Item Details

First-Order Optical Analysis of a Quasi-Microscope for Planetary Landers

by Friedrich O. Huck, Archibald R. Sinclair, and Ernest E. Burcher
Format
Book; Government Document; Online; EBook
Published
Washington, D.C. : National Aeronautics and Space Administration ; [Springfield, Va. : For sale by the National Technical Information Service], 1973.
Language
English
Series
NASA Technical Note
Summary
A first-order geometrical optics analysis of a facsimile camera augmented with an auxiliary lens as magnifier is presented. This concept, called quasi-microscope, bridges the gap between surface resolutions of the order of 1 to 10 mm which can be obtained directly with planetary lander cameras and resolutions of the order of 0.2 to 10 microns which can be obtained only with relatively complex microscopes. A facsimile camera was considered in the analysis; however, the analytical results can also be applied to television and film cameras. It was found that quasi-microscope resolutions in the range from 10 to 100 microns are obtainable with current state-of-the-art lander facsimile cameras. For the Viking lander camera having an angular resolution of 0.04 deg, which was considered as a specific example, the best achievable resolution would be about 20 microns. The preferred approach to increase the resolution of the quasi-microscope would be, if possible, through an increase in angular resolution of the camera. A twofold to threefold improvement in resolution could also be achieved with a special camera focus position, but this approach tends to require larger and heavier auxiliary optics.
Description
28 p. : ill. ; 27 cm.
Mode of access: Internet.
Notes
  • Prepared at Langley Research Center.
  • Cover title.
  • Bibliography: p. 16.
Series Statement
NASA technical note ; NASA TN D-7129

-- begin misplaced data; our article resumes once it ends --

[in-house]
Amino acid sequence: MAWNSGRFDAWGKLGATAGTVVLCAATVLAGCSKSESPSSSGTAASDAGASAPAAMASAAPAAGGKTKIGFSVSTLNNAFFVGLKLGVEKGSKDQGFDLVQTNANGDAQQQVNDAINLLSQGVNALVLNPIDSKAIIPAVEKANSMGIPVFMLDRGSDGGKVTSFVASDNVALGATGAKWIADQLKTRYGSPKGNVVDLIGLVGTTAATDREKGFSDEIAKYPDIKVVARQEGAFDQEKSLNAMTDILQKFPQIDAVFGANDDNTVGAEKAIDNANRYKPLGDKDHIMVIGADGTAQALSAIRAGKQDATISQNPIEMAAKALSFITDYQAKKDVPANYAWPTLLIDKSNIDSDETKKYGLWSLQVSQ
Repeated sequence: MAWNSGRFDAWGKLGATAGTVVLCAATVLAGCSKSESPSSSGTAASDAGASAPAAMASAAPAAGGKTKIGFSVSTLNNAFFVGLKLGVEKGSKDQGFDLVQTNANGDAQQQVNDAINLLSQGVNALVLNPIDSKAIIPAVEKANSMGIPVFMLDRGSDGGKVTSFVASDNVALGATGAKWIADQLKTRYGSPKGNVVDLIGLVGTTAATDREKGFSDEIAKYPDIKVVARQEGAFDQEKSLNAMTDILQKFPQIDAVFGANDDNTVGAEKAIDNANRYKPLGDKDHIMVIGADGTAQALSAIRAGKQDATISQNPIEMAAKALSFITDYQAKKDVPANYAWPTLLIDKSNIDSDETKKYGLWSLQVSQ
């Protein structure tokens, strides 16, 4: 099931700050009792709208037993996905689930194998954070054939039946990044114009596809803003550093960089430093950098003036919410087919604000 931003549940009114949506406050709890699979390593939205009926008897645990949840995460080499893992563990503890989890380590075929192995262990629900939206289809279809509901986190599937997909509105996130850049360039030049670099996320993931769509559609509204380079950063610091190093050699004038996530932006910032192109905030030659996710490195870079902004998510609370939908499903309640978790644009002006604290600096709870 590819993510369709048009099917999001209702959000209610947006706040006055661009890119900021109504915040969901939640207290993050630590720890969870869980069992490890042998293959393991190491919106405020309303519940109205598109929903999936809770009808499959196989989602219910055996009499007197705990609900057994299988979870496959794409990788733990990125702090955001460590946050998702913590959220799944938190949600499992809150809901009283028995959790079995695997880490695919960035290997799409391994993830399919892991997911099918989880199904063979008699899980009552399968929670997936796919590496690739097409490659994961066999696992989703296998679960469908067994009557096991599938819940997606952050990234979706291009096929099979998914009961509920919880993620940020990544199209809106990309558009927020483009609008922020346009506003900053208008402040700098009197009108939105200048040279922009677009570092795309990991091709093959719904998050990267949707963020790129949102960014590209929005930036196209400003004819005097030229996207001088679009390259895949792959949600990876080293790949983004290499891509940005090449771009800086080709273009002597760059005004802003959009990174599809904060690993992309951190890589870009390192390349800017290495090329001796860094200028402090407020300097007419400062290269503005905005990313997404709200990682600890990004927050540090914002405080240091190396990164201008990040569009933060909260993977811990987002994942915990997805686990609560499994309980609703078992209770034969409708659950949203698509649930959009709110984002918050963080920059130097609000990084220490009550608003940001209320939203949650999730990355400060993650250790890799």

Logo for Copyright Not EvaluatedCopyright Not Evaluated
Technical Details

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    a| First-order optical analysis of a quasi-microscope for planetary landers c| by Friedrich O. Huck, Archibald R. Sinclair, and Ernest E. Burcher.
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    a| Washington, D.C. : b| National Aeronautics and Space Administration ; a| [Springfield, Va. : b| For sale by the National Technical Information Service], c| 1973.
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    a| 28 p. : b| ill. ; c| 27 cm.
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    a| Prepared at Langley Research Center.
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    a| Bibliography: p. 16.
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    a| A first-order geometrical optics analysis of a facsimile camera augmented with an auxiliary lens as magnifier is presented. This concept, called quasi-microscope, bridges the gap between surface resolutions of the order of 1 to 10 mm which can be obtained directly with planetary lander cameras and resolutions of the order of 0.2 to 10 microns which can be obtained only with relatively complex microscopes. A facsimile camera was considered in the analysis; however, the analytical results can also be applied to television and film cameras. It was found that quasi-microscope resolutions in the range from 10 to 100 microns are obtainable with current state-of-the-art lander facsimile cameras. For the Viking lander camera having an angular resolution of 0.04 deg, which was considered as a specific example, the best achievable resolution would be about 20 microns. The preferred approach to increase the resolution of the quasi-microscope would be, if possible, through an increase in angular resolution of the camera. A twofold to threefold improvement in resolution could also be achieved with a special camera focus position, but this approach tends to require larger and heavier auxiliary optics.
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    a| Mode of access: Internet.
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    a| Photomicrography.
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    a| Planets x| Exploration x| Equipment and supplies.
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    a| Space vehicles x| Optical equipment.
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    a| Burcher, Ernest E.
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    a| Sinclair, Archibald R.
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    a| Langley Research Center.
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